May 22, 2013
Posted on May 24, 2011
Yet apart from Gidget-related revenues (which are not particularly vast, since deals made in the 1950s are minuscule in today’s terms), it is not an empire in which Gidget or her family has a financial stake. Over the decades, it has floated hundreds of boats, boards and kayaks, providing robust incomes for an axis of surfers based primarily in Southern California. Some of them scoff at the Gidget phenomenon even as they ride its endless wave; others have no knowledge of the role Gidget and her father played in bringing surf culture to landlubbers.
It’s easy to see how Frederick Kohner became fascinated with the stories his daughter told him about the beach. He and his two brothers grew up in the Czechoslovakian spa town of Teplitz-Schorau (whose tainted waters Ibsen wrote about in his famous play “An Enemy of the People”). Their father Julius was the proprietor of the local movie house. In 1921, Paul, the eldest son, joined the early wave of Jewish émigrés and left for Hollywood. Within a few years he was a powerful agent with a list of clients that included Ernest Hemingway, Ingmar Bergman, Walter Huston and the reclusive writer B. Traven. Walter, the youngest, left for Vienna to study acting. Frederick, the middle son, embarked on a career as a screenwriter in Germany. He left in 1933, after attending the Berlin opening of one of his movies only to discover that Goebbels had ordered all Jewish credits removed from the film. Arriving in Los Angeles with a writing deal at Columbia Pictures, he settled at the beach with his wife, Franzie, and raised two daughters. A prolific screenwriter, he racked up credits that include “Never Wave at a WAC” with Rosalind Russell and “Mad About Music” with Deanna Durbin, which received a 1938 Academy Award nomination for best screenplay.
The sun cast its spell on the children of the Eastern European émigrés in Hollywood, many of whom came of age during the Fabulous Fifties. In 1956, Gidget began spending all of her free time at the beach—after school, after work, on weekends or when her family was visiting friends in the Malibu Colony. “My father and I would walk down [to the beach],” she said. “I would tell him about all of the surfers. I told him I wanted to write a book. He said, ‘Why don’t you tell me your stories and I’ll write it?’ I said OK.”
Gidget became her father’s muse, recounting tales of “bitchin’ surf,” giant “combers” that rolled in from Japan and escapes from a “boneyard” when surfers were caught between breaking waves. Frederick, fascinated, paid careful attention to his daughter’s first language (his was German). With her permission, he even listened in on her telephone conversations. A man possessed, he wrote the first novel in six weeks, weaving Gidget’s account and conversation into a charming story, published in 1957. It reflected the preoccupations of the era, from the bomb to Fats Domino. Yet one theme resounds above all others—Gidget’s passion for wave-riding.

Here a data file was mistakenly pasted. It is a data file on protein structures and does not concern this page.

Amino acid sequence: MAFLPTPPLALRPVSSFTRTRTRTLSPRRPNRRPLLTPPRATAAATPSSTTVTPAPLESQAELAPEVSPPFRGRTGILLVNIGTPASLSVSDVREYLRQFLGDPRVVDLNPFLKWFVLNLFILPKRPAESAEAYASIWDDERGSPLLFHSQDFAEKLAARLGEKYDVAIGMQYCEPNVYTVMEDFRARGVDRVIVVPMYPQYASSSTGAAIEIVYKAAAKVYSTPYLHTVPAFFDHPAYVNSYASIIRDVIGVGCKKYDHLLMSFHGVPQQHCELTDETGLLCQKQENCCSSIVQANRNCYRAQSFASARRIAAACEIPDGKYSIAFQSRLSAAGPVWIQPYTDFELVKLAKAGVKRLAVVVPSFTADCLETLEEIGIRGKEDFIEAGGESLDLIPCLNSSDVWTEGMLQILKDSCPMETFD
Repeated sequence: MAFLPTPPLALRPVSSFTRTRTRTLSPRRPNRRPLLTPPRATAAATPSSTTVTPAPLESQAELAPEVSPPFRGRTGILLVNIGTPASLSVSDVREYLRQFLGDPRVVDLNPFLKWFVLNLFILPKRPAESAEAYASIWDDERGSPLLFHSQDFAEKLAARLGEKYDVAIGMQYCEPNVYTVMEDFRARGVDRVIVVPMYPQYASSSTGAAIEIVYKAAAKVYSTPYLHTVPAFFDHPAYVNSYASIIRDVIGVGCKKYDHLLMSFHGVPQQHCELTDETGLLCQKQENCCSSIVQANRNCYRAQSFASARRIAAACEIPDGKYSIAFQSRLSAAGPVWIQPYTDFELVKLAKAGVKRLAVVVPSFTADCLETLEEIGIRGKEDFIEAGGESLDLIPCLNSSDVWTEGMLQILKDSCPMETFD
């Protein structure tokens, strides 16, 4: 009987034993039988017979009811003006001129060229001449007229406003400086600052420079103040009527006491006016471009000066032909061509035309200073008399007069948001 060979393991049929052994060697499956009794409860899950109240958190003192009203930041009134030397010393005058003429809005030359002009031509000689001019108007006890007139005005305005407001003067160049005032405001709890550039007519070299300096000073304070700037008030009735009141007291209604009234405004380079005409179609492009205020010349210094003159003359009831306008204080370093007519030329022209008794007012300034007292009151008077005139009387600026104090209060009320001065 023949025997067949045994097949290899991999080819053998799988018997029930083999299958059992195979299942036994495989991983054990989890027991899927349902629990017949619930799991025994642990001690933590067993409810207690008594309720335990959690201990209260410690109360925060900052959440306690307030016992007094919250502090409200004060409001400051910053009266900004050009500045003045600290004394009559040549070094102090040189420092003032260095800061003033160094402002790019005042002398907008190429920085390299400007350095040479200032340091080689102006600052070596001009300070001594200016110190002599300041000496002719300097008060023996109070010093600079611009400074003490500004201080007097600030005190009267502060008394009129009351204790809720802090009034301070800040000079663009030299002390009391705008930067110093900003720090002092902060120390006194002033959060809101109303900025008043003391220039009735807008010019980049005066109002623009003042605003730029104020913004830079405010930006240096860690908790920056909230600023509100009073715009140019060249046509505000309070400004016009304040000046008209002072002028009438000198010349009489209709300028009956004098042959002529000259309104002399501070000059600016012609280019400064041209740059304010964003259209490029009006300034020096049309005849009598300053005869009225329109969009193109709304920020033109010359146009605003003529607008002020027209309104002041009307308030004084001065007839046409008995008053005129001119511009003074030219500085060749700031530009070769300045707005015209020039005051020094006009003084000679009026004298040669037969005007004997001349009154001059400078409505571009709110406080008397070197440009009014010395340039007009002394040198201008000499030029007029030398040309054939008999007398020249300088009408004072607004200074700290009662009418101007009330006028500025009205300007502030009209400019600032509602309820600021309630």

At the end of this sweet summer’s tale, as a jealous Moondoggie confronts the Kahoona over what appears to be a scene of consummated passion, Gidget takes off on her board. It’s a classic day with bitchin’ surf; in fact, some big waves are rolling in. In an epic moment that has been lost in the countless “Gidget” remakes and retellings, in a moment that makes this a long-lost “Catcher in the Rye” for girls, Gidget ignores the warnings of her men and continues paddling out to sea. Defying social convention by not heading back to the sanctuary of land and middle-class life, uninterested in whether she can hook up with a beach bum or a fraternity boy, she just wants to surf, confident that she can ride with the best of ’em. “Shoot the curl,” the boys call, once she’s up and cruising. “Shoot it, Gidget.” And shoot it she does.
Then, long before the feminist wave of the following decades, comes the radical conclusion, one not conveyed in any of the ensuing “Gidget” manifestations. Gidget realizes that she was never in love with the Kahoona or Moondoggie—so much for boys and their predictable offerings. The objects of her affection all along were her surfboard and the sea.
His little surf saga completed, Frederick showed it to his brother Paul, who hated it and told him to find a new agent. Frederick went to the William Morris agency, a publishing deal was instantly hatched and the movie rights were purchased by Columbia for $50,000. Frederick gave Gidget 5 percent (an act that would be described nowadays as “buying the rights” to a subject’s story).
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